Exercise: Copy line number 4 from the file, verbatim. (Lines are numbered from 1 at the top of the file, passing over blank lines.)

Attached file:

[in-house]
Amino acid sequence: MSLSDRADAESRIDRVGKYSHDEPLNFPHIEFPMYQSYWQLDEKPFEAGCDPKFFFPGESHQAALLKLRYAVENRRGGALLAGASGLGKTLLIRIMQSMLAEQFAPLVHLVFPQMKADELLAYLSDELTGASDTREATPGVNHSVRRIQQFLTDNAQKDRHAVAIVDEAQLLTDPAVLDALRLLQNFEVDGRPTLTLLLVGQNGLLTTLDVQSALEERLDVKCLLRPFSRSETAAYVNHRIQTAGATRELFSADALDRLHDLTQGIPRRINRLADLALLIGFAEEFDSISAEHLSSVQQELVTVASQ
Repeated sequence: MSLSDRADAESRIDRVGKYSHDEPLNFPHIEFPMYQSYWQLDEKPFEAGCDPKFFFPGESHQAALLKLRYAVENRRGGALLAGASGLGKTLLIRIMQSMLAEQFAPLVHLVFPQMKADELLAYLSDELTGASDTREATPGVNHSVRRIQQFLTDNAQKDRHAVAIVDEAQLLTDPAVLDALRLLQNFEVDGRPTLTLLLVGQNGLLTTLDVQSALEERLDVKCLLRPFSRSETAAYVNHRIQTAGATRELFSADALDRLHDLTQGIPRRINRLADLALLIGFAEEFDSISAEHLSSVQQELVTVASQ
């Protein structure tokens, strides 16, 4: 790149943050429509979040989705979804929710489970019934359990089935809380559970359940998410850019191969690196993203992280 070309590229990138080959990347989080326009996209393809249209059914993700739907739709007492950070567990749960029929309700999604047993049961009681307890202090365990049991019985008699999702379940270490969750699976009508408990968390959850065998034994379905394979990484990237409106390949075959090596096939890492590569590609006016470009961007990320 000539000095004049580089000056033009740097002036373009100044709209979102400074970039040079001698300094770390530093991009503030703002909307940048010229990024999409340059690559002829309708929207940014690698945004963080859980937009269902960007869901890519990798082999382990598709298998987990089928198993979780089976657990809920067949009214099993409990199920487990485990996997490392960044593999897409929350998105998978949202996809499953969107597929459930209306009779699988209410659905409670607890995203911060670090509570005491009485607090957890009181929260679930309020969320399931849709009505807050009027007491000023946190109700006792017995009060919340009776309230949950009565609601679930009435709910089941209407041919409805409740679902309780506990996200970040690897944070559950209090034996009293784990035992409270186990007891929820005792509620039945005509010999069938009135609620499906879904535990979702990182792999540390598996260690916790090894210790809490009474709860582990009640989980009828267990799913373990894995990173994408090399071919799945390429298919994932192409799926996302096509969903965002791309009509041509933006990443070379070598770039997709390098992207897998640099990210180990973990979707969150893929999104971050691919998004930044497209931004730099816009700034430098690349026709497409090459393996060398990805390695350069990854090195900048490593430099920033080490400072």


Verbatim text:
């Protein structure tokens, strides 16, 4: 790149943050429509979040989705979804929710489970019934359990089935809380559970359940998410850019191969690196993203992280 070309590229990138080959990347989080326009996209393809249209059914993700739907739709007492950070567990749960029929309700999604047993049961009681307890202090365990049991019985008699999702379940270490969750699976009508408990968390959850065998034994379905394979990484990237409106390949075959090596096939890492590569590609006016470009961007990320 000539000095004049580089000056033009740097002036373009100044709209979102400074970039040079001698300094770390530093991009503030703002909307940048010229990024999409340059690559002829309708929207940014690698945004963080859980937009269902960007869901890519990798082999382990598709298998987990089928198993979780089976657990809920067949009214099993409990199920487990485990996997490392960044593999897409929350998105998978949202996809499953969107597929459930209306009779699988209410659905409670607890995203911060670090509570005491009485607090957890009181929260679930309020969320399931849709009505807050009027007491000023946190109700006792017995009060919340009776309230949950009565609601679930009435709910089941209407041919409805409740679902309780506990996200970040690897944070559950209090034996009293784990035992409270186990007891929820005792509620039945005509010999069938009135609620499906879904535990979702990182792999540390598996260690916790090894210790809490009474709860582990009640989980009828267990799913373990894995990173994408090399071919799945390429298919994932192409799926996302096509969903965002791309009509041509933006990443070379070598770039997709390098992207897998640099990210180990973990979707969150893929999104971050691919998004930044497209931004730099816009700034430098690349026709497409090459393996060398990805390695350069990854090195900048490593430099920033080490400072």